COLON CANCER CENTER

Poor Metabolic Health Risks Colon Cancer in Women

By Katharine Paljug @kpaljug
 | 
May 09, 2017

Your metabolic phenotype is how your body takes in and uses energy; it affects many aspects of health, including the risk of colon cancer in women. Here’s why. 

Obesity is often associated with an increased risk for developing cancer. But according to a study from the Beijing Normal University in China, an unhealthy metabolism can risk colon cancer in women after menopause, even if they are a healthy weight.

The research found that postmenopausal women with a normal weight (measured by a body mass index of 18.5 to 24.9) and an unhealthy metabolic phenotype were nearly 50 percent more likely to develop colorectal cancer than those with a healthy metabolic phenotype.

 

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What is metabolic phenotype?

Your metabolic phenotype is how your body takes in and uses energy, and it affects many aspects of health. Phenotype is influenced by a variety of factors, including genetics, environment, lifestyle, and the bacteria that live in your digestive system.

Though many things affect your phenotype, it is often measured based on features that can be observed, including body mass index, appearance, behavior, diet, glucose levels, and blood pressure.

Individuals are often considered to have metabolic syndrome if they have three or more of either high waist circumference, elevated blood pressure, elevated levels of triglycerides, high glucose levels, and low levels of healthy cholesterol. In the Beijing study, participants were placed in the unhealthy phenotype group if they had two or more of any of those conditions except high waist circumference.

Metabolic phenotype and colorectal cancer

The Beijing study, which was led by Xiaoyun Liang, MD, PhD, looked at over 5,000 postmenopausal women with a healthy weight, 33.7 of whom were considered metabolically unhealthy. After a mean follow-up time of 14.3 years, the metabolically unhealthy women were 49 percent more likely to develop colon cancer than the metabolically healthy group. They also found that women with metabolic syndrome had a twofold higher risk for colon cancer than those without metabolic syndrome.

“Even though poor metabolic health is usually associated with obesity, 30 percent of normal-weight adults are believed to be metabolically unhealthy worldwide,” says Liang. “Our finding that normal-weight U.S. women who are metabolically unhealthy have an increased risk of colorectal cancer… highlights how important it is for women to be aware of their metabolic health status, which can be assessed using standard clinical tests.”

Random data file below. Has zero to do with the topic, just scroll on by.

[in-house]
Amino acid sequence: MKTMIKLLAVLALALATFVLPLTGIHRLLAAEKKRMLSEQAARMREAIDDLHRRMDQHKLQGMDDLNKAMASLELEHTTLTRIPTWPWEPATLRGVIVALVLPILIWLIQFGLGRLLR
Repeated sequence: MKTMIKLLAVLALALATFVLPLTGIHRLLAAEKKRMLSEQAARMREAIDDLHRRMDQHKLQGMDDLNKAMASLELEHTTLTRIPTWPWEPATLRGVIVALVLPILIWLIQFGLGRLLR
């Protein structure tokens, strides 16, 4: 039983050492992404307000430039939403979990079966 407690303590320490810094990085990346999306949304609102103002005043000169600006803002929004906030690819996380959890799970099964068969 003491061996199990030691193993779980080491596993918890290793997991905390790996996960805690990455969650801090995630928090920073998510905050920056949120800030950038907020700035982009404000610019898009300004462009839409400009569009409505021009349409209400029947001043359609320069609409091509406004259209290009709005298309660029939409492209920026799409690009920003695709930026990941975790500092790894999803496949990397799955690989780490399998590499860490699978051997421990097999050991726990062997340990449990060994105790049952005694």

Colorectal cancer includes colon, rectal, and rectosigmoid cancers. Which type is diagnosed depends on where in the body the cancer initially develops, though all three are related and many people will develop multiple forms of colorectal cancer as the disease progresses.

Colorectal cancer is the third most commonly diagnosed form of cancer for both women and men in the United States, according to the Centers for Disease Control and Prevention. It is also the second leading cause of cancer-related deaths in the U.S. Out of every 100,000 American women, 33.6 will develop some form of colorectal cancer in their lifetimes, and for 12.1 of those women it will be fatal.

Liang notes that her research had some limitations. Participants’ body mass index and metabolic health were measured only at the beginning of the study, so any changes that occurred were not taken into account in the results. The findings are also specific to postmenopausal women and cannot be generalized to apply to younger women or to men.

Still, Liang hopes the study’s results will help doctors identify women at risk for colorectal cancer early enough to reduce the number of lives the disease claims. “Recognition that normal-weight women who are metabolically unhealthy may have an increased risk for colorectal cancer,” she adds in the press release, “could result in more timely use of preventive interventions and reduce the burden of this deadly disease.”

Talking to your doctor about cancer risk

Identifying colorectal cancer early can prevent the disease from becoming fatal. This is usually done with a colonoscopy, a minimally invasive procedure that can find both tumors and precancerous polyps in the colon and rectum.

If you are a postmenopausal woman who shows signs of an unhealthy metabolism — including elevated fasting glucose, high blood pressure, or unhealthy cholesterol levels — you may want to talk to your doctor about your risk for colorectal cancer even if you are a healthy weight. Your doctor can order a colonoscopy for screening or advise you on lifestyle changes that will reduce your risk of developing cancer.

 

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Updated:

May 09, 2017

Reviewed By:

Janet O’Dell, RN